In Oakland’s Montclair area, a Baykeeper Pollution Hotline tipster spotted thick, muddy sludge running off a hillside construction site. She reported to us that the sludge was running into a storm drain that flows directly into Sausal Creek.
Sausal Creek flows to the Oakland Estuary and San Francisco Bay. When too much mud gets into creeks and the Bay, it can sink to the bottom, harming the habitat of young and small bottom-dwelling creatures, such as insect larvae. The mud can also clog fish gills and interfere with fish growth and reproduction.
Plus, mud running off a construction site can be contaminated with oil and heavy metals. Baykeeper Field Investigator Sienna Courter examined the report and photos, and recognized the construction sludge was a threat to the Bay.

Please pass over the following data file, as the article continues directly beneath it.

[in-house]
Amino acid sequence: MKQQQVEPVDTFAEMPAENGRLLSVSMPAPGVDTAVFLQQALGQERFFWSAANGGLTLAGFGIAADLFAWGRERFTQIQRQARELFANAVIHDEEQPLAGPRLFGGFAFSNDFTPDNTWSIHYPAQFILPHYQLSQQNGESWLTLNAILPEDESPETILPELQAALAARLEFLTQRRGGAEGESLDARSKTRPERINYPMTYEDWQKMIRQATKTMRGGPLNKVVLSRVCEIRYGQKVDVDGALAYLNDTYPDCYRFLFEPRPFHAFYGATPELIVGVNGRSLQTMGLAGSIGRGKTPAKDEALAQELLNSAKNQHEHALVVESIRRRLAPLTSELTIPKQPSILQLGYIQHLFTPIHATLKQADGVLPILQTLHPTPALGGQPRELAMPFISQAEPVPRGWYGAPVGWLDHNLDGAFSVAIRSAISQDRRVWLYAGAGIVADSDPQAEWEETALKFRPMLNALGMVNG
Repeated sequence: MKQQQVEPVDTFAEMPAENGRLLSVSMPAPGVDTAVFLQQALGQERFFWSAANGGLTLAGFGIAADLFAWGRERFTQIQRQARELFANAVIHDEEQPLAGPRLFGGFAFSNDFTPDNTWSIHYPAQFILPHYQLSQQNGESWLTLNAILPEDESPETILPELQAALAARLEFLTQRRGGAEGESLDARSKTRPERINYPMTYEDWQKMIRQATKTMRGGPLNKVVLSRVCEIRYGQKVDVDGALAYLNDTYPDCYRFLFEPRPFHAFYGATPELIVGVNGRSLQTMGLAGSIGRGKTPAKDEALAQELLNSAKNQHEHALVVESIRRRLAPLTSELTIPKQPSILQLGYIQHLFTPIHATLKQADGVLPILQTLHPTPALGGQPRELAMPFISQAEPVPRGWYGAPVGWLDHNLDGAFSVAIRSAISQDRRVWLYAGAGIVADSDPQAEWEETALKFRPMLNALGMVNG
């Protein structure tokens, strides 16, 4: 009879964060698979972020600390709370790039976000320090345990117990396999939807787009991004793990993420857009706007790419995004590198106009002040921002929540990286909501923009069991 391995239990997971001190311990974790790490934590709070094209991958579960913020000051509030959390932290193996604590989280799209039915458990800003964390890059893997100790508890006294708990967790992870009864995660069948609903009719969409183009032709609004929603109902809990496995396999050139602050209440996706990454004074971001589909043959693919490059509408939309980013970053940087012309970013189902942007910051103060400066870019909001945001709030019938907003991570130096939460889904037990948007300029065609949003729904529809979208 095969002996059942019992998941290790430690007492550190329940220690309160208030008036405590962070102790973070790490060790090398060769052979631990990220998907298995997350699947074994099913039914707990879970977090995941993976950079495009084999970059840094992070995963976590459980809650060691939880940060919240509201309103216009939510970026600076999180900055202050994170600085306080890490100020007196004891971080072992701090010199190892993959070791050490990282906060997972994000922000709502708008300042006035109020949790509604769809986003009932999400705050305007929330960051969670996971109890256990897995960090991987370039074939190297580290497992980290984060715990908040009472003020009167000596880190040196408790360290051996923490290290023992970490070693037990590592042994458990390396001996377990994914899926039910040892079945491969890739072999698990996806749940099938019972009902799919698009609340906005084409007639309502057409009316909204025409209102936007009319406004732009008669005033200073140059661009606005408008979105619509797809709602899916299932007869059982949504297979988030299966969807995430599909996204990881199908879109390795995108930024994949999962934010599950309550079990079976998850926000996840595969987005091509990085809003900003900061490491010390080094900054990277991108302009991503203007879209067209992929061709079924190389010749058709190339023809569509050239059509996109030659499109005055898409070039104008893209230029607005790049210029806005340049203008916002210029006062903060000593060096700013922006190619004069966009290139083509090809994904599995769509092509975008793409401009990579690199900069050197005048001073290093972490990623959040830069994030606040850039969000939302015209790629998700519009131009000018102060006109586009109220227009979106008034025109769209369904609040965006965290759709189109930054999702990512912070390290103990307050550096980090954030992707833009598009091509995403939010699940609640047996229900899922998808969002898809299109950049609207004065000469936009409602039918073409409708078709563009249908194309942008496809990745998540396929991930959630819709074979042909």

Sienna alerted the local enforcement agency about the sludge. The agency required the site operators to clean up the mess, keep the mud on the hillside, and implement controls to prevent future pollution.
For example, the operators had to put filtering barriers called wattles around the storm drain to keep any future muddy runoff from reaching the creek and the Bay.
Baykeeper will check on the hillside when it rains to make sure that no more sludge is coming off the site.
People who report tips to Baykeeper’s Pollution Hotline can remain anonymous if they choose. But this tipster didn’t—she’s Deb Self, former Baykeeper Executive Director.
Photo by Deb Self